By Courtney Mares
Pope Francis said Wednesday that he is praying for the soul of George Floyd and all victims of racism, adding that nothing is gained by violence.
“Dear brothers and sisters in the United States, I have witnessed with great concern the disturbing social unrest in your nation in these past days, following the tragic death of Mr George Floyd,” Pope Francis said in a video broadcast June 3.
“We cannot tolerate or turn a blind eye to racism and exclusion in any form and yet claim to defend the sacredness of every human life. At the same time, we have to recognize that the violence of recent nights is self-destructive and self-defeating. Nothing is gained by violence and so much is lost,” the pope said.
Pope Francis prayed for the intercession of Our Lady of Guadalupe, the patron of the Americas, to intercede for peace, justice, and reconciliation in the U.S. at the end of his Wednesday audience, livestreamed from the Vatican’s Apostolic Palace.
“Today I join the Church of St. Paul and Minneapolis, and of all the United States, in praying for the rest of the soul of George Floyd and all the others who have lost their lives because of the sin of racism,” the pope said.
“Let us pray for the comfort of families and friends who are heartbroken, and pray for national reconciliation and the peace we yearn for.”
Cities across the U.S. have seen widespread protests in the wake of the death of George Floyd. Some protests have turned to nights of rioting, and conflicts with police. At least five people have died amid the protests.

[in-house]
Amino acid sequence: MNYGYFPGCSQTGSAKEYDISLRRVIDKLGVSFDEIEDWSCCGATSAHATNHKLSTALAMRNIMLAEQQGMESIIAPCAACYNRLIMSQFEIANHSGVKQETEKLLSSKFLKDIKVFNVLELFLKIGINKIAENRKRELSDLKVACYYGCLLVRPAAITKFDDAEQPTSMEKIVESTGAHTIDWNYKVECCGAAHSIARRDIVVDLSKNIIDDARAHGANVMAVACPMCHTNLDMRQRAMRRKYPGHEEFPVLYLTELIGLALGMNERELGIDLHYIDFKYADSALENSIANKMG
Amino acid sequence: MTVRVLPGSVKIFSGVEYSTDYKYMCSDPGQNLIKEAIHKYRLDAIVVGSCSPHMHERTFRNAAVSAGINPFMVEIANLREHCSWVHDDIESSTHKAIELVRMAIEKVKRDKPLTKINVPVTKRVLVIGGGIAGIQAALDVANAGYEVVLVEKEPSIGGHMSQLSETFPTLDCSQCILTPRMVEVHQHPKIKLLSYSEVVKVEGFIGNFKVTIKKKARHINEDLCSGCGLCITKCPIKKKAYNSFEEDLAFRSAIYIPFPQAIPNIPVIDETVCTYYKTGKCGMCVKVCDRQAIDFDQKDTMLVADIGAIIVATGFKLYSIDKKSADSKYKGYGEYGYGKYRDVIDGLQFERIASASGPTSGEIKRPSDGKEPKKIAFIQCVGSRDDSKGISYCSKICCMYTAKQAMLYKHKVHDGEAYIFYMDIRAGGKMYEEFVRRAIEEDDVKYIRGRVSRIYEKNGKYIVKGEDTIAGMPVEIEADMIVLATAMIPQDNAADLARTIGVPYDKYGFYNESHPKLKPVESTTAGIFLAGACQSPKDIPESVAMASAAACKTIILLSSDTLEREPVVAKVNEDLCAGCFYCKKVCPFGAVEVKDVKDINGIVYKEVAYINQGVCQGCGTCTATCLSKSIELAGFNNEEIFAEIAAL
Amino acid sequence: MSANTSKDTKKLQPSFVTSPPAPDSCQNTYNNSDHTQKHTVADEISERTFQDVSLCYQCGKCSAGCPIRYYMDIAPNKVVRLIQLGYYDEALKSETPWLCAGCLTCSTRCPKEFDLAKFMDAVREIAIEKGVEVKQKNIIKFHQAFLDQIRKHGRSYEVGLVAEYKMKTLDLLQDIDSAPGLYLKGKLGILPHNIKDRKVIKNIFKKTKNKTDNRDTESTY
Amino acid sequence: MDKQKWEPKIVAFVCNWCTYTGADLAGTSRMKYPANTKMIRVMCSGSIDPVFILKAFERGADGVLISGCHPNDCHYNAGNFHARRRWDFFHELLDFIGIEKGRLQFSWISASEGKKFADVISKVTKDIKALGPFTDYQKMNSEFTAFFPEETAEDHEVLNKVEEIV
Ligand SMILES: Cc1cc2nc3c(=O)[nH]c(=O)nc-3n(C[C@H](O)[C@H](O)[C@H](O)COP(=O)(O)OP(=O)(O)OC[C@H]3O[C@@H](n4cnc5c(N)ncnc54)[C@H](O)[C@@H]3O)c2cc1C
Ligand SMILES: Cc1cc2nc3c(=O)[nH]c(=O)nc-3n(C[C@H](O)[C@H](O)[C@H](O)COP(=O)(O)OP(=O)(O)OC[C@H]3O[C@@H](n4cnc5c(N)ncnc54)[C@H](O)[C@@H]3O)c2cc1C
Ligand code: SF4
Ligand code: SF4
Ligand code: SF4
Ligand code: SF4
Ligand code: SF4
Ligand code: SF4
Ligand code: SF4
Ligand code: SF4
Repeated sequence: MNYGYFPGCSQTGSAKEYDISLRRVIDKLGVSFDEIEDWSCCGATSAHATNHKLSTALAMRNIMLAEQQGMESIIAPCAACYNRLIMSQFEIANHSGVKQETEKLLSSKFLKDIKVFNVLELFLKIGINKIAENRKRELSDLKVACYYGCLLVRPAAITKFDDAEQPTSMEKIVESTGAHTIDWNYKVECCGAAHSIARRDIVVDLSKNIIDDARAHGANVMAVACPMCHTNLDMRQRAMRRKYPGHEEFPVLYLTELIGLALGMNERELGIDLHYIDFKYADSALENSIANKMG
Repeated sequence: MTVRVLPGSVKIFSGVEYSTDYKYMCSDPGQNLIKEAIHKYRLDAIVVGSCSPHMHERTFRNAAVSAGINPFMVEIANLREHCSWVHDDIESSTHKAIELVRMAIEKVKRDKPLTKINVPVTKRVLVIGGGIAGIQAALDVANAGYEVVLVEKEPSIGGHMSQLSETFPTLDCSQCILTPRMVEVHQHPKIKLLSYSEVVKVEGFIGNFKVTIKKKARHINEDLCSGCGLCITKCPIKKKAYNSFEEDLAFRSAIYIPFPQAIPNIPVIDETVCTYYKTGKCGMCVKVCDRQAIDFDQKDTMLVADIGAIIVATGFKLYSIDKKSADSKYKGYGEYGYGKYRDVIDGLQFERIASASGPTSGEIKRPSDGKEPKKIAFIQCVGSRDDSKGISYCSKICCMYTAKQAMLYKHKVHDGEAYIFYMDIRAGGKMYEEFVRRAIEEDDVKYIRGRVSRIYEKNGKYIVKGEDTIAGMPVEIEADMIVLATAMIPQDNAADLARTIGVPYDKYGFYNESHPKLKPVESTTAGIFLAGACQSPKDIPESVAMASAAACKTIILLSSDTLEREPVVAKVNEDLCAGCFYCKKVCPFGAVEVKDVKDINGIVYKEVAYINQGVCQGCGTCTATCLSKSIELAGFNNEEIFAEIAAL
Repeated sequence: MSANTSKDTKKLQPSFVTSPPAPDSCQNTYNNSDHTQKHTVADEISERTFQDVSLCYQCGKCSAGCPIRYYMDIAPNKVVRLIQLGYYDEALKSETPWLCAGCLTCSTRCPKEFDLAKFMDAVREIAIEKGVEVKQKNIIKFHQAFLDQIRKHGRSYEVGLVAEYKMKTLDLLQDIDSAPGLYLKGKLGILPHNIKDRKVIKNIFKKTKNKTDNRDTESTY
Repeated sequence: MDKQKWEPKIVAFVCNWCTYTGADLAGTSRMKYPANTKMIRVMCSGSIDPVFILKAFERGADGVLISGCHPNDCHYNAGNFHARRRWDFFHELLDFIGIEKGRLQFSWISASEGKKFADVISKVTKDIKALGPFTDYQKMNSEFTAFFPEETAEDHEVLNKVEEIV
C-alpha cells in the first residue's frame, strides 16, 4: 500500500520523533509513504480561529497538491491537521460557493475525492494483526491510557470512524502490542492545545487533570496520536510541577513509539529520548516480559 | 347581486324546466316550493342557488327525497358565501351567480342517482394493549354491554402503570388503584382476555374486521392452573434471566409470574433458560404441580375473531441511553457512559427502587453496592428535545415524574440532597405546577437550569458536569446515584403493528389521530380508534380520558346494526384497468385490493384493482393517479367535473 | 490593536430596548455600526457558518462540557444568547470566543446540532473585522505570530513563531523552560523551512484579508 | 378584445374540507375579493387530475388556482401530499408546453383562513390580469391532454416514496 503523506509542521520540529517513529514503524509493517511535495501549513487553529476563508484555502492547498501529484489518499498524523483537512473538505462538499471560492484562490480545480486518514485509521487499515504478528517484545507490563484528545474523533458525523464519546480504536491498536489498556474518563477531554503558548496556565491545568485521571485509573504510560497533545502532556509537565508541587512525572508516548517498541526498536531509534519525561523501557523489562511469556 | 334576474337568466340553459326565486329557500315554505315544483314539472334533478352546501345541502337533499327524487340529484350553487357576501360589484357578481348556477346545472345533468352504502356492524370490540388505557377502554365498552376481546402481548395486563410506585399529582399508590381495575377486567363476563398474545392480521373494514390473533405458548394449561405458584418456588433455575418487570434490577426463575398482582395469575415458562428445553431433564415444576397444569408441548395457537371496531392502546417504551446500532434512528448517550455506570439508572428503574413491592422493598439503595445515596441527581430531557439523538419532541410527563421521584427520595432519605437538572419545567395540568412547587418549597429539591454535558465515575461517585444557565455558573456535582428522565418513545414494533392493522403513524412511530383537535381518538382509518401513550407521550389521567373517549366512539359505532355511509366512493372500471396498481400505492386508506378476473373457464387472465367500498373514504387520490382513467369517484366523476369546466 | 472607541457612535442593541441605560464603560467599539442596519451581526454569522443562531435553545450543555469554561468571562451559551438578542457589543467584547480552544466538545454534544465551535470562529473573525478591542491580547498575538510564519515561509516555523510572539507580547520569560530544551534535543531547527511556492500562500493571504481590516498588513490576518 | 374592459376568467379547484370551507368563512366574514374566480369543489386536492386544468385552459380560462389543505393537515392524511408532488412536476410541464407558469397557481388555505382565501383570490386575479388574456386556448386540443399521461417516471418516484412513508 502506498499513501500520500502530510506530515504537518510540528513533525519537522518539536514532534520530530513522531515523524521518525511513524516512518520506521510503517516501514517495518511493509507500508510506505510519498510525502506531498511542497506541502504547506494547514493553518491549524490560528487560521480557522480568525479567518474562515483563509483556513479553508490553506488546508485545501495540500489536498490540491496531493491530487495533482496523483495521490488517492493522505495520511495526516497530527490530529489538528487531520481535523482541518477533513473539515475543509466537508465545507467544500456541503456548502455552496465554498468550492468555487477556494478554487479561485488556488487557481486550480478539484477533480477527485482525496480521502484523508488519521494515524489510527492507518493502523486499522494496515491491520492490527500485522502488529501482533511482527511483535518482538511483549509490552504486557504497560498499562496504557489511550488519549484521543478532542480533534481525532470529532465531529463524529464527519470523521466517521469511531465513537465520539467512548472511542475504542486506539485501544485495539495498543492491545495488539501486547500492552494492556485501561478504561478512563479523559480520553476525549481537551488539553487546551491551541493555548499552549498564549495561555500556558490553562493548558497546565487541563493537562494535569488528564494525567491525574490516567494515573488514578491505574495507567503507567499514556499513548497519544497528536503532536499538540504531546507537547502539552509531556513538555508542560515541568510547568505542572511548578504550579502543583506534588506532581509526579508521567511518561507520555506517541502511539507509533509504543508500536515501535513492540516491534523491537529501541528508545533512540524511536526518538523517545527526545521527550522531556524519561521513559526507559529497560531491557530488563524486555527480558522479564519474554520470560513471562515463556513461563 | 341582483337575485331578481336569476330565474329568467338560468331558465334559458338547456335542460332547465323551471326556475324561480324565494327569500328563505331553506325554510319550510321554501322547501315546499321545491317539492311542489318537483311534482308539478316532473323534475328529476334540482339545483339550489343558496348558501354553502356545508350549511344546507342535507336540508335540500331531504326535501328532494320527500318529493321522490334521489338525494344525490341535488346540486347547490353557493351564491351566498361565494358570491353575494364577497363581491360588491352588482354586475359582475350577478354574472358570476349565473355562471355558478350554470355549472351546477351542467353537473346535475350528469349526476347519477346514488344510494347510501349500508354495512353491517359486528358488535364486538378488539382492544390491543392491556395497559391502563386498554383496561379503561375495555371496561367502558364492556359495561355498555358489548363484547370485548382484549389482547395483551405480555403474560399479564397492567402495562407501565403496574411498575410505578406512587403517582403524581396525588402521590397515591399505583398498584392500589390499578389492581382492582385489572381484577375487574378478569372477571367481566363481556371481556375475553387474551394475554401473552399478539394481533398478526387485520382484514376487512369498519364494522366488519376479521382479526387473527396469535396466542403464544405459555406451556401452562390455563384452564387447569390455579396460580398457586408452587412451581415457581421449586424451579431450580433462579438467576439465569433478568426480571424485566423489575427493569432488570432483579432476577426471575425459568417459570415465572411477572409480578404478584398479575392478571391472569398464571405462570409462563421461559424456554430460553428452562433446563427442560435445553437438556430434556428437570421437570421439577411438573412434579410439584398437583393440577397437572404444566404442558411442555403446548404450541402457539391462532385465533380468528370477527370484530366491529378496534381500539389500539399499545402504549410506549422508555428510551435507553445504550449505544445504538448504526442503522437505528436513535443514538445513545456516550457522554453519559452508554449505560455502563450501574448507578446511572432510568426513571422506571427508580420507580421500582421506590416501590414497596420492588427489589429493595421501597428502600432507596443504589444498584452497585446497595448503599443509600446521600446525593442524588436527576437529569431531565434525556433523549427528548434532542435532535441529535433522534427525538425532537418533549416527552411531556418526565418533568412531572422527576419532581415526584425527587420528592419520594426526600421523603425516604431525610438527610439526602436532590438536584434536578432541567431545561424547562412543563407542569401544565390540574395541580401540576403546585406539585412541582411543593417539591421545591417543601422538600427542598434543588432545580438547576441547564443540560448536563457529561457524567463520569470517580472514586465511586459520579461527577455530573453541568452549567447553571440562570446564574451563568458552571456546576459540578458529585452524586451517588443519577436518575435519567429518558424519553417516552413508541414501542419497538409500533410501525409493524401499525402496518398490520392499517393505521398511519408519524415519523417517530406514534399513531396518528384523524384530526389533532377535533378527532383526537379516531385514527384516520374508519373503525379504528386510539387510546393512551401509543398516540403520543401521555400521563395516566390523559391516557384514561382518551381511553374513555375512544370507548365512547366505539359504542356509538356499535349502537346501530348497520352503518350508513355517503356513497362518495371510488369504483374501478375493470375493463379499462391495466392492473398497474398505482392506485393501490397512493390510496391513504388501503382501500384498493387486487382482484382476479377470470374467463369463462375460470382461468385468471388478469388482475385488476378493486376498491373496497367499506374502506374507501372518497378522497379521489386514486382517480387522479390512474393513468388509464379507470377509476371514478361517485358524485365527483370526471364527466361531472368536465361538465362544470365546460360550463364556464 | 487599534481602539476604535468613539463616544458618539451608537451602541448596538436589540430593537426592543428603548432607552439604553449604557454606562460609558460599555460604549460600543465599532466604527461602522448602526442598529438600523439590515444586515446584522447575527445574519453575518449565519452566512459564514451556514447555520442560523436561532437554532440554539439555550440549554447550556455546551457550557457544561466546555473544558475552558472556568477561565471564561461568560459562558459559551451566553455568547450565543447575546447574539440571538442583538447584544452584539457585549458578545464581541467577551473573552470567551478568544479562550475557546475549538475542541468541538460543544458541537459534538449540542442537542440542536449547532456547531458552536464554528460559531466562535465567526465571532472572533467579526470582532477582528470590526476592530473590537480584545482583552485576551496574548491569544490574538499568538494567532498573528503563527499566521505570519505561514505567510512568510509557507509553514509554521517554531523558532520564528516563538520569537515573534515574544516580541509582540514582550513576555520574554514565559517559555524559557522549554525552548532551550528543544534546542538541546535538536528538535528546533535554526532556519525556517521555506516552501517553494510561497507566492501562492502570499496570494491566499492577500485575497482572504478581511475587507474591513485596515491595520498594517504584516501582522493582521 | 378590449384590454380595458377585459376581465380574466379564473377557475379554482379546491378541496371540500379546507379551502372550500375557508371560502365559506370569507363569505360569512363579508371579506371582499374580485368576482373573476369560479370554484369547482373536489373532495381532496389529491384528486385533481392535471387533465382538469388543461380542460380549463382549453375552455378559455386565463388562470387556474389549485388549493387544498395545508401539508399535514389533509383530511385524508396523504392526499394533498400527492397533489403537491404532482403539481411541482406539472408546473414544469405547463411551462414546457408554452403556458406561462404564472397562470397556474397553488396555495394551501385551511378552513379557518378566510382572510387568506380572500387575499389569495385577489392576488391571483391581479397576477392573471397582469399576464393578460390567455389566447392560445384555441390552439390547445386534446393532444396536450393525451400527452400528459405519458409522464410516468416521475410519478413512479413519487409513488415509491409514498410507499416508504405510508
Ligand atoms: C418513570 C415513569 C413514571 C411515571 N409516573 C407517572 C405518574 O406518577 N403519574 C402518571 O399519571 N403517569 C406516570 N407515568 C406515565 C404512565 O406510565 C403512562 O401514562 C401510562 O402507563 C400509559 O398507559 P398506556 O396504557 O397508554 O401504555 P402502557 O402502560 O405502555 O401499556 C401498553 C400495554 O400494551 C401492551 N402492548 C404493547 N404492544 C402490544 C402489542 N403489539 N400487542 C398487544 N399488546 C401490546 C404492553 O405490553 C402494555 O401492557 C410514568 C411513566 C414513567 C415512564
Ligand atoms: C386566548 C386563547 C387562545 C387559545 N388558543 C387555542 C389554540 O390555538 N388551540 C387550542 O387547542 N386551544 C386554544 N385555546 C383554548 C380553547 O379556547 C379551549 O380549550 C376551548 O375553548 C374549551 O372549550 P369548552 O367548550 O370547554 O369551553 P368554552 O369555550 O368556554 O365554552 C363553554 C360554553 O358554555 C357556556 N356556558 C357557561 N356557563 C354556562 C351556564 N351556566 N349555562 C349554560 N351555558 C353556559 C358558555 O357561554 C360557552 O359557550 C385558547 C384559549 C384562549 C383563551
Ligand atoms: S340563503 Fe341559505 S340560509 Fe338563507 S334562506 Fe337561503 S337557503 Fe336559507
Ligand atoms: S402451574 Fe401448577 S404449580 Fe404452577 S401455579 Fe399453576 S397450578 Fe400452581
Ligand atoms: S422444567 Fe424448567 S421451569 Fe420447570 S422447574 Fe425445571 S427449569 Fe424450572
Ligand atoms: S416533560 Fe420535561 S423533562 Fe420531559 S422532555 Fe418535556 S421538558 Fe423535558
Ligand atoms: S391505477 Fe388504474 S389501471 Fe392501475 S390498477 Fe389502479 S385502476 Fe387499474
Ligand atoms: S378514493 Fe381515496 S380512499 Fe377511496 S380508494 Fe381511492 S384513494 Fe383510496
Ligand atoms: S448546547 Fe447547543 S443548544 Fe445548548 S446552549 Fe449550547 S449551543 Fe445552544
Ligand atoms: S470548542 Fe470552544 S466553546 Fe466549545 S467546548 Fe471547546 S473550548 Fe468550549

In the video of the May 25 arrest, an officer with the Minneapolis Police Department can be seen kneeling on Floyd’s neck for several minutes after he was taken into custody. Floyd could be heard saying “I can’t breathe” several times. He died soon after.
Former Minneapolis police officer Derek Chauvin was arrested May 29, and has been charged with third-degree murder and manslaughter. He and the three other officers present at Floyd’s arrest were fired from the Minneapolis Police Department.
Catholics across the Twin Cities have called for justice and unity in the wake of Floyd’s death.
Clergy in Minnesota, including the Archbishop Bernard Hebda of St. Paul-Minneapolis, participated in a silent walking protest June 2 to pray at the location where George Floyd died in police custody.
Archbishop Hebda had offered a Mass for the soul of George Floyd and for his family May 27.
“Our Lady of Guadalupe, Mother of America, intercede for all those who work for peace and justice in your land and in the world. God bless you all and your families,” Pope Francis said.